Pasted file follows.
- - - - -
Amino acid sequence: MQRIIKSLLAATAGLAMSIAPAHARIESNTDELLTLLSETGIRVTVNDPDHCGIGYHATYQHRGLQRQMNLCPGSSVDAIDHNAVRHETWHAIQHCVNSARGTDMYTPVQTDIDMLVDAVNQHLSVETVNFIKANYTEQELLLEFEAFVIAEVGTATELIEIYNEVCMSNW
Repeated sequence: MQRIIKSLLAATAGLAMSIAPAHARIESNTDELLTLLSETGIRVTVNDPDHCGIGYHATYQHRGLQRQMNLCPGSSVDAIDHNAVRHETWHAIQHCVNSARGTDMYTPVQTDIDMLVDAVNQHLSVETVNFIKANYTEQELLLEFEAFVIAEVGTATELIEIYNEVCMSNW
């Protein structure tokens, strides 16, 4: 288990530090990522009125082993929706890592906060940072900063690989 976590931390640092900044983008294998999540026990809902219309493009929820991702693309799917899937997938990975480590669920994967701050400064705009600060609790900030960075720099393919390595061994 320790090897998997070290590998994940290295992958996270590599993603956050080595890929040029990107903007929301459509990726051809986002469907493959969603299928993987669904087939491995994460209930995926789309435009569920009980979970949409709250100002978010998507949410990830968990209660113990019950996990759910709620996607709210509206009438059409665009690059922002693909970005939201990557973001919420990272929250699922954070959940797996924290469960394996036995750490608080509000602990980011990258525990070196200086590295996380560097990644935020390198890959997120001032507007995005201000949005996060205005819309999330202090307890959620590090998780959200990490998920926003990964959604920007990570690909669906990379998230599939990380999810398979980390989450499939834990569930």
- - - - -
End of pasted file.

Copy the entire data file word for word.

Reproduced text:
Amino acid sequence: MQRIIKSLLAATAGLAMSIAPAHARIESNTDELLTLLSETGIRVTVNDPDHCGIGYHATYQHRGLQRQMNLCPGSSVDAIDHNAVRHETWHAIQHCVNSARGTDMYTPVQTDIDMLVDAVNQHLSVETVNFIKANYTEQELLLEFEAFVIAEVGTATELIEIYNEVCMSNW
Repeated sequence: MQRIIKSLLAATAGLAMSIAPAHARIESNTDELLTLLSETGIRVTVNDPDHCGIGYHATYQHRGLQRQMNLCPGSSVDAIDHNAVRHETWHAIQHCVNSARGTDMYTPVQTDIDMLVDAVNQHLSVETVNFIKANYTEQELLLEFEAFVIAEVGTATELIEIYNEVCMSNW
């Protein structure tokens, strides 16, 4: 288990530090990522009125082993929706890592906060940072900063690989 976590931390640092900044983008294998999540026990809902219309493009929820991702693309799917899937997938990975480590669920994967701050400064705009600060609790900030960075720099393919390595061994 320790090897998997070290590998994940290295992958996270590599993603956050080595890929040029990107903007929301459509990726051809986002469907493959969603299928993987669904087939491995994460209930995926789309435009569920009980979970949409709250100002978010998507949410990830968990209660113990019950996990759910709620996607709210509206009438059409665009690059922002693909970005939201990557973001919420990272929250699922954070959940797996924290469960394996036995750490608080509000602990980011990258525990070196200086590295996380560097990644935020390198890959997120001032507007995005201000949005996060205005819309999330202090307890959620590090998780959200990490998920926003990964959604920007990570690909669906990379998230599939990380999810398979980390989450499939834990569930």